Painted in 1871, the present work, The Hudson River Looking Toward the Catskills by Francis Augustus Silva captures the ethereal light of a sunset along the Hudson River. Silva, who lived in Brooklyn and maintained a studio in Manhattan, made frequent trips up the Hudson River in the 1870s to gather inspiration and subject matter. Mark Mitchell writes, "By far the most famous of Silva's themes from this early period was not formal, but geographic: the Hudson Riverhis Hudson River scenes are among his most charming and effective early worksPerhaps the phenomenon is best explained as a serendipitous consequence of time and geography, of Silva's concurrent artistic maturation and awareness of his Hudson River School predecessors on their turf." (exhibition catalogue, Francis A. Silva: In His Own Light, New York, 2002, pp. 33-34)
An untrained artist, Silva was one of many American landscapists at the time whose work was infused with a certain spirituality. "In the hands of Silva and some others, the subtle manipulation of light and atmosphere was an aesthetic device that transcended naturalism and became an almost abstract means of expressing feeling--or 'sentiment,' in nineteenth-century terminology. That Silva himself was aware of this extra dimension to light is apparent in one of his rare pronouncements on art: 'A picture must be more than a skillfully painted canvas--it must tell something...'" (J.I.H. Baur, "Francis A. Silva: Beyond Luminism," in Antiques, November 1908, p. 1018)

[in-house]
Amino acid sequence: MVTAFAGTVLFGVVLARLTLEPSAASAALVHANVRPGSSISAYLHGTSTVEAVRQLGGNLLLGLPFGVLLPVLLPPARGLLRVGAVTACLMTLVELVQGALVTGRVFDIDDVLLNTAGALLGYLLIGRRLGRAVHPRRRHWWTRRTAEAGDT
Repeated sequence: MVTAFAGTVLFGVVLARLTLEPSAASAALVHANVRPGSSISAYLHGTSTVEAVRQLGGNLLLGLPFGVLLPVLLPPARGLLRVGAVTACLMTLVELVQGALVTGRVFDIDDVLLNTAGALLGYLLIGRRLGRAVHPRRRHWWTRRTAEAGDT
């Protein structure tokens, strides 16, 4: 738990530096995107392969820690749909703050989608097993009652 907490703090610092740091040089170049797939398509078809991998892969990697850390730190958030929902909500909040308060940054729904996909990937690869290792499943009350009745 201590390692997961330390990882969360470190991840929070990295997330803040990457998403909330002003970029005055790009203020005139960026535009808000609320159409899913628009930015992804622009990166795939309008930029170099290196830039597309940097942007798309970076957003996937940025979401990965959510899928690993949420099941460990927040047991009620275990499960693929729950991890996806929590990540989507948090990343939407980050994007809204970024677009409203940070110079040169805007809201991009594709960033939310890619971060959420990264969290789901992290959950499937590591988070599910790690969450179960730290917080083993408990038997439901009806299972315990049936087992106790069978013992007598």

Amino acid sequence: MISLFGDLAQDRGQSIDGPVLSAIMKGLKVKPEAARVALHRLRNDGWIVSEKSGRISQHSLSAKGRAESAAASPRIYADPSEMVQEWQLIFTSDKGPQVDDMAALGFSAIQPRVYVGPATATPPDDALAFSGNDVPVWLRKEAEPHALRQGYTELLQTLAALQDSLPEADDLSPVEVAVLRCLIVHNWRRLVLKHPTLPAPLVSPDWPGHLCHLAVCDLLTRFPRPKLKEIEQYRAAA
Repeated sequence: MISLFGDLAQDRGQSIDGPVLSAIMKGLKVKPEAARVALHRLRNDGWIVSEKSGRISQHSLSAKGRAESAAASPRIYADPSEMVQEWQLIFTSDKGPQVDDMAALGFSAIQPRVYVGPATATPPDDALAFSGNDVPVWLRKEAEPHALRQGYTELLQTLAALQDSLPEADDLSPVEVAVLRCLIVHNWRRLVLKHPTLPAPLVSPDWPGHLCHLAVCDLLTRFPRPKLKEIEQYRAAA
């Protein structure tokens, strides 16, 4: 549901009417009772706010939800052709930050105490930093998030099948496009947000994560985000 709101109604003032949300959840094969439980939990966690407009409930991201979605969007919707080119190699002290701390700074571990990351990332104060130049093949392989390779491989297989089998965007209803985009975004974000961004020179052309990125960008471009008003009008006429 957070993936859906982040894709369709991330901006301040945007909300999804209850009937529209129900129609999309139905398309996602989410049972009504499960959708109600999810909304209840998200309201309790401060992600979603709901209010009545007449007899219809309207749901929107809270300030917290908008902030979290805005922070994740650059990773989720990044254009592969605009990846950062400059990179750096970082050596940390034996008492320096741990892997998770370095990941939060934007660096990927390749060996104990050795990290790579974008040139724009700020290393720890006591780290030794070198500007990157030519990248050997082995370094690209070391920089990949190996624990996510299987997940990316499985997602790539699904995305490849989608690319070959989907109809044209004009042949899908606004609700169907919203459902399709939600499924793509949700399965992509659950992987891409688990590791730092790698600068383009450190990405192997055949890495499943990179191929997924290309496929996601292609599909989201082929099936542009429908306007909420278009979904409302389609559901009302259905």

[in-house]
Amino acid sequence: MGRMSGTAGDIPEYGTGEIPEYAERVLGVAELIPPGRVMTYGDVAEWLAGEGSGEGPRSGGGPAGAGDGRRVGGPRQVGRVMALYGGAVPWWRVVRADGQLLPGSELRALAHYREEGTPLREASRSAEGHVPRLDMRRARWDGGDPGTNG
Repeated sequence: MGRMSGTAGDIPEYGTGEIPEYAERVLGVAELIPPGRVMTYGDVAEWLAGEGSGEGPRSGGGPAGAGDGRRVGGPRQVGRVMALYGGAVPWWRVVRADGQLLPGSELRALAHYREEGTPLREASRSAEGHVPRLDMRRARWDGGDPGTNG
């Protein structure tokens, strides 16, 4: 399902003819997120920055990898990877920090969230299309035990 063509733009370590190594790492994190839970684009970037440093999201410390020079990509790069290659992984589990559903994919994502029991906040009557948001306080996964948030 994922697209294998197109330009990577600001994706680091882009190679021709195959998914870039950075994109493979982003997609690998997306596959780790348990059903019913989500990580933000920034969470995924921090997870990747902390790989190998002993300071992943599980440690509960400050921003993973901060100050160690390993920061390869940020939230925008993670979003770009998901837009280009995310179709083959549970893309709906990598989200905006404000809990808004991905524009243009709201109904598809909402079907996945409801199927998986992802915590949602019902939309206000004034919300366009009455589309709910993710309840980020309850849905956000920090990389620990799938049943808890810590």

Barbara Novak described the qualities of luminism, "Luminist light tends to be cool, not hot, hard, not soft, palpable rather than fluid, planar rather than atmospherically diffuse. Luminist light radiates, gleams, and suffuses on a different frequency than atmospheric lightAir cannot circulate between the particles of matter that comprise luminist light." ("On Defining Luminism" in J. Wilmerding, American Light: The Luminist Movement, 1850-1875, exhibition catalogue, Washington, D.C., 1980, pp. 23-30) In The Hudson River Looking Toward the Catskills, Silva demonstrates his mastery of these characteristics. He paints the setting sun, casting a purple glow between the peaks and into the clouds, hanging lazily above the scene and at the horizon. Silva's attention to detail is evident in his rendering of the subtle gradations of light caused by the hazy evening air. The deep violet on the mountains fades to a much smokier purple at the background. Likewise, the area of the sky from which the sun has disappeared, glows yellow behind the mountains but is a muted blue-green as it meets the clouds. Adding to this sense of immaculate detail and fitting within the luminist aesthetic is Silva's expert rendering of the sailboats and steamships that populate the river.
The majestic Hudson River was painted time and again by numerous American artists throughout the nineteenth century. Among them, Francis Augustus Silva did so with particular skill. Ironically, however, "during his lifetime, Silva never received the critical praise accorded many of his peers. Only in recent years has interest in this somewhat ingenuous painter of luminous, atmospheric sea and landscapes been rekindled." (M. Halkerston in American Paradise: The World of the Hudson River School, New York, 1987, p. 316)